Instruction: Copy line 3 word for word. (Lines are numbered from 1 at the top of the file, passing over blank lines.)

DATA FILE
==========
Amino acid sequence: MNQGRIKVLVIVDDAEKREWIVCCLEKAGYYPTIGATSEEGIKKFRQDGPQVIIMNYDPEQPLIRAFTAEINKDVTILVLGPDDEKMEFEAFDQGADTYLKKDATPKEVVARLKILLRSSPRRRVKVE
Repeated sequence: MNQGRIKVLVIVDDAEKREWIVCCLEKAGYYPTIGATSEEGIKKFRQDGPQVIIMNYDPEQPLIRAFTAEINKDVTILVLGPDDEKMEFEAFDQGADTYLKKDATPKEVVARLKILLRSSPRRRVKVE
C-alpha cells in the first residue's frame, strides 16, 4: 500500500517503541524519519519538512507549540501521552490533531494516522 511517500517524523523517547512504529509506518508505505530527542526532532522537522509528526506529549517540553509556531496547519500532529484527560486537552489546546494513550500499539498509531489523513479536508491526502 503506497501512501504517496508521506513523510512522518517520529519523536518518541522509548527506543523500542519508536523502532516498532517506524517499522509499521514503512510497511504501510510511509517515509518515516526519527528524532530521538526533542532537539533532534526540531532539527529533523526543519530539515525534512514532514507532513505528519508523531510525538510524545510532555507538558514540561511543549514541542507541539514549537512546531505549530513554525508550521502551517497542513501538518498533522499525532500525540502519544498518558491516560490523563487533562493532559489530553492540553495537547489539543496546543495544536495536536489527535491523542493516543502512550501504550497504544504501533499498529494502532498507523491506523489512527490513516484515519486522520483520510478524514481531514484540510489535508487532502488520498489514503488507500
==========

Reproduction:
C-alpha cells in the first residue's frame, strides 16, 4: 500500500517503541524519519519538512507549540501521552490533531494516522 511517500517524523523517547512504529509506518508505505530527542526532532522537522509528526506529549517540553509556531496547519500532529484527560486537552489546546494513550500499539498509531489523513479536508491526502 503506497501512501504517496508521506513523510512522518517520529519523536518518541522509548527506543523500542519508536523502532516498532517506524517499522509499521514503512510497511504501510510511509517515509518515516526519527528524532530521538526533542532537539533532534526540531532539527529533523526543519530539515525534512514532514507532513505528519508523531510525538510524545510532555507538558514540561511543549514541542507541539514549537512546531505549530513554525508550521502551517497542513501538518498533522499525532500525540502519544498518558491516560490523563487533562493532559489530553492540553495537547489539543496546543495544536495536536489527535491523542493516543502512550501504550497504544504501533499498529494502532498507523491506523489512527490513516484515519486522520483520510478524514481531514484540510489535508487532502488520498489514503488507500